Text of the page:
But flash forward to 2012: Andrew Lampert fuses Coleman’s visionary work with a little-known and incomplete “Christian children’s adventure” 16mm film, All Magic Sands. The idea was to take what are two effectively unfinished works and put them together. The result is a hypnotic take on these two very disparate things, and a meditation on how brilliant music can transform images that could otherwise be perceived as mediocre or maybe passé into something transcendent, even radiant. Saturday July 18th (7:30 pm), Monday July 20th (10 pm), Wednesday July 22nd (7:30 pm) with filmmaker in attendance at Spectacle Theater: $5 at the door
There’s no better moment than now for this film. For one, El Chapo is on the lam again after escaping from the most secure prison in Mexico and, secondly, we’ve reached a point where most people can agree the War on Drugs has by and large been a complete disaster of epic proportions. This documentary, which gets closer to the front lines in the battle between one vigilante justice group and the cartel than probably any filmmaker or journalist has managed this far, probably seals the deal on that last one.
The Mexican government, police, and even military have had a hard time protecting Mexican citizens from the drug cartels which are notoriously violent and well-known for slaughtering and oftentimes dismembering anyone who gets in their way. But at least one group of people has come together under the name Autodefensas, led by a guy known as El Doctor, to fight back against the cartel’s encroachment into their community.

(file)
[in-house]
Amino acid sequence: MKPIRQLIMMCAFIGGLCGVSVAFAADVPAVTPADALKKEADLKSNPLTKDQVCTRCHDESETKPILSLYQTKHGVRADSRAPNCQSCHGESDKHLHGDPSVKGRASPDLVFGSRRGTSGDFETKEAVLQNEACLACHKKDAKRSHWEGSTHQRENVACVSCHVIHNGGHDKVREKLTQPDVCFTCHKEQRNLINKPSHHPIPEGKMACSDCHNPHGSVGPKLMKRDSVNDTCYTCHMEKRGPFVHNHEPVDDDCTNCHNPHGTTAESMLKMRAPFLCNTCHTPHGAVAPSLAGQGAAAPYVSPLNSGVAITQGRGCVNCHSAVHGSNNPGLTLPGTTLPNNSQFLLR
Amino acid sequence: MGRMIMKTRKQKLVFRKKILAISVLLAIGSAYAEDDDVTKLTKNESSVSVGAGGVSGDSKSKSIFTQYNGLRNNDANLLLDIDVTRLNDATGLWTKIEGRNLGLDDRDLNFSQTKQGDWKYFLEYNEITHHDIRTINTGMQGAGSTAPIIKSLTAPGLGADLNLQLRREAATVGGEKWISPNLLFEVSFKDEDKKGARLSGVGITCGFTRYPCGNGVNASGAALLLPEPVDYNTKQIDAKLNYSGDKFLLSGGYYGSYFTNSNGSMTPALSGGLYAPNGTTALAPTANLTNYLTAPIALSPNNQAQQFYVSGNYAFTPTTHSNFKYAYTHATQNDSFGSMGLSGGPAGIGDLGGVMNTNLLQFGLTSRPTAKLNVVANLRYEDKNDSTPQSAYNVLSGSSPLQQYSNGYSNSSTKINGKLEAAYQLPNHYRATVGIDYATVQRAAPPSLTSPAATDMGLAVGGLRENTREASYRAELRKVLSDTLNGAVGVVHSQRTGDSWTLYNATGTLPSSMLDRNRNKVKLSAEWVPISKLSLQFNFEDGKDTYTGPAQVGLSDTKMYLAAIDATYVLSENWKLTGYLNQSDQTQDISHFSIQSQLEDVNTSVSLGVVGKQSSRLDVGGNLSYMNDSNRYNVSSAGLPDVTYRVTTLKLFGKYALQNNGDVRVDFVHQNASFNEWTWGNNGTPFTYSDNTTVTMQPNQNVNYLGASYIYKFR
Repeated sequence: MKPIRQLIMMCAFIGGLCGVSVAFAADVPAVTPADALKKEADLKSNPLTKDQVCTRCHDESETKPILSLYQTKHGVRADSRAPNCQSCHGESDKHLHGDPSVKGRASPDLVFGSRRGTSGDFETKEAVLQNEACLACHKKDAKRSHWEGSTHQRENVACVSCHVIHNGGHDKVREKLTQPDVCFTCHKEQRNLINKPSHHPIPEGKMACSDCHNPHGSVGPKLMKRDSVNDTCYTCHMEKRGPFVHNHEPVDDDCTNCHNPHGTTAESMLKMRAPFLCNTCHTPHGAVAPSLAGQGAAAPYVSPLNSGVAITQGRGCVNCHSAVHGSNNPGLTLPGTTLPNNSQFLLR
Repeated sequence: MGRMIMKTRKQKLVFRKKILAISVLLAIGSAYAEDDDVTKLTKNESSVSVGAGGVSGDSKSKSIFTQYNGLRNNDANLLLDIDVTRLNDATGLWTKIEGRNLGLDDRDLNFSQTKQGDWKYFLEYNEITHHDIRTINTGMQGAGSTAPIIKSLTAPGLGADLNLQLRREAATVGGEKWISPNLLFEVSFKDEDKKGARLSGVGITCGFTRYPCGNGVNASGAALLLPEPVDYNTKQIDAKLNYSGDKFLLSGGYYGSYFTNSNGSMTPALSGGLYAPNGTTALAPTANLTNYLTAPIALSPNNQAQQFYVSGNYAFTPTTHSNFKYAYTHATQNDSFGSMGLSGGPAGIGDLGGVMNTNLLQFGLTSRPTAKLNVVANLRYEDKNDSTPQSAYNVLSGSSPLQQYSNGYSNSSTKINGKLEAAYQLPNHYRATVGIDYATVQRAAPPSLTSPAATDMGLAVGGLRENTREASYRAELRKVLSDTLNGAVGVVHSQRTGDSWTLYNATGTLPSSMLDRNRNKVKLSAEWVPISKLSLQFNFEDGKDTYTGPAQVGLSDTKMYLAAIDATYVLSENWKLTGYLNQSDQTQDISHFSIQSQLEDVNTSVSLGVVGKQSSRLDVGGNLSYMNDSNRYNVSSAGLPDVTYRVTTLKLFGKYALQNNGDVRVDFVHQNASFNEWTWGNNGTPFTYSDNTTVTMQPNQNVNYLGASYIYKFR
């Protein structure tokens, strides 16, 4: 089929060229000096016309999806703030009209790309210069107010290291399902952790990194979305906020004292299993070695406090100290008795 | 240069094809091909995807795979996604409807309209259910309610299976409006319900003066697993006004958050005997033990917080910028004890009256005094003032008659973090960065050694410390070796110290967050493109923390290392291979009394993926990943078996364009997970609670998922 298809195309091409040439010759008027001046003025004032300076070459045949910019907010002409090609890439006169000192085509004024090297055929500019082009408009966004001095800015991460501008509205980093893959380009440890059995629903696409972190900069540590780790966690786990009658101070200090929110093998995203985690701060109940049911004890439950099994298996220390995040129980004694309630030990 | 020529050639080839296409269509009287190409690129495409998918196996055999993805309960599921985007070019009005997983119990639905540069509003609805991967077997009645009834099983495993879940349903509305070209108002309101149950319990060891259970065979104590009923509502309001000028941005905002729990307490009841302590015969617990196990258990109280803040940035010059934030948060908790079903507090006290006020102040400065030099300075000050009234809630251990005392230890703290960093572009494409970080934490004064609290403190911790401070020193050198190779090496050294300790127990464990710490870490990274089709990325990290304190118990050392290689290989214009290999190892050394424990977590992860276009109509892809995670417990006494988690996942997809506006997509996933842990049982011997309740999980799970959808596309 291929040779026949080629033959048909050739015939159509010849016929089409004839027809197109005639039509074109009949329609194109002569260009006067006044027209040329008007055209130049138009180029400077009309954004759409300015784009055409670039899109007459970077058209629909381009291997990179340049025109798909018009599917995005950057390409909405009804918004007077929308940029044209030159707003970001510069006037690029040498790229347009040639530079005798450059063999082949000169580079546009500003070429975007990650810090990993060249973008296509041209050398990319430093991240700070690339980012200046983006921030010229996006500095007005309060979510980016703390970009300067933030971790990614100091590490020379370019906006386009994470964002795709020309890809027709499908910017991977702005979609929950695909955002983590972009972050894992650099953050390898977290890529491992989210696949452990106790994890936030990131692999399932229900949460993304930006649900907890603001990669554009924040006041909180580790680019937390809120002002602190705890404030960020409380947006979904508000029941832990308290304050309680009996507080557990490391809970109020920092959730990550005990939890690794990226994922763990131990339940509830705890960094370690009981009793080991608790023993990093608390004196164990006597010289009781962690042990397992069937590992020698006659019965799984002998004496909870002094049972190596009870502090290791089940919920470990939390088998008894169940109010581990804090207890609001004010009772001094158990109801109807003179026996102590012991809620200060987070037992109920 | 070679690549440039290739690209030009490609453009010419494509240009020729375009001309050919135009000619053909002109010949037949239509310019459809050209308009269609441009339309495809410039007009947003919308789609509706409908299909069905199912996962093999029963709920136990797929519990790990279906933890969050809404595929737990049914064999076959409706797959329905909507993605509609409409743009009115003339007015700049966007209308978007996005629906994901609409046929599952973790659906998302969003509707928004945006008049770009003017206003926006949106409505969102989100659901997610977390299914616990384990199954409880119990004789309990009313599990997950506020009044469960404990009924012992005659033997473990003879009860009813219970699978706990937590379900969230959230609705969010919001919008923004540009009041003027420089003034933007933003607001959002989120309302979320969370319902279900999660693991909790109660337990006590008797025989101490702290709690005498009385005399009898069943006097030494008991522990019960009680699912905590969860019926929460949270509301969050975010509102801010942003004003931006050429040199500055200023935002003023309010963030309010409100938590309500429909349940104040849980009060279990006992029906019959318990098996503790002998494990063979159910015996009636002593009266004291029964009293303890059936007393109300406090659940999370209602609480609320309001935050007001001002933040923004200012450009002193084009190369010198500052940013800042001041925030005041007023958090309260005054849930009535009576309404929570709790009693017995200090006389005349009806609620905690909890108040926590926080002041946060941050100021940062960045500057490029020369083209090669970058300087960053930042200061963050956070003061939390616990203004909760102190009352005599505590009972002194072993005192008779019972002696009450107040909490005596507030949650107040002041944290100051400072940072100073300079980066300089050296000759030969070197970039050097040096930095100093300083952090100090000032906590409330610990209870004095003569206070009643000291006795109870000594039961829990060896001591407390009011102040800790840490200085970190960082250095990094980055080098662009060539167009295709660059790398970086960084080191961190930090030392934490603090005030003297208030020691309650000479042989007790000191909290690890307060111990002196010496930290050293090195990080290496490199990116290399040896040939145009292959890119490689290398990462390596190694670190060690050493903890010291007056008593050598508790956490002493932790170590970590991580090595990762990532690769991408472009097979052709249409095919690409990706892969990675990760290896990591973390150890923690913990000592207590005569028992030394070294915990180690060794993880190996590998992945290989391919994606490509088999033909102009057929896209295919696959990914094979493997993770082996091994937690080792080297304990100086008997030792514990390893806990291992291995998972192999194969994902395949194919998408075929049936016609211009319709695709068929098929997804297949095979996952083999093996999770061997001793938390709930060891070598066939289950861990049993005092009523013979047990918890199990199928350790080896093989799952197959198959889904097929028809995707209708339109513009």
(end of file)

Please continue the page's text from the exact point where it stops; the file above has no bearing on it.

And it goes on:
What lends Cartel Land real complexity is the filmmaker’s focus on both sides of the border. It’s doubtful the audience will see a vigilante American group, Arizona Border Recon, focused on the ouster of cartel influence from an area known as “Cocaine Alley” in the same light as the Autodefensas. But you might begin to wonder if what they’re up to is at all similar. Thursday July 16th through Thursday July 23rd at IFC Center: $14
There’s something so old timey and spooky about live-scoring films that it feels like we’re only treated to them around Halloween time. Well, Hallow’s Eve has come early this year, kids: Nitehawk is hosting a special screening of Phase IV accompanied by a live performance of the soundtrack by Morricone Youth, a local band specializing in old TV and movie soundtracks, and probably named after legendary composer Ennio Morricone, master of Spaghetti Western OSTs, et al.
This visually arresting film was directed by graphic designer and filmmaker Saul Bass. It features closeups of creepy ants that put Honey I Shrunk The Kids to shame, but unlike the bugs in that particular film, the ants of Phase IV have evolved into a super-species hellbent on eradicating human life. Can the humans and their fancy computers beat the ants at their own hellish game? Stay up till midnight and find out. Midnight Friday July 17th and Saturday July 18th at Nitehawk: $16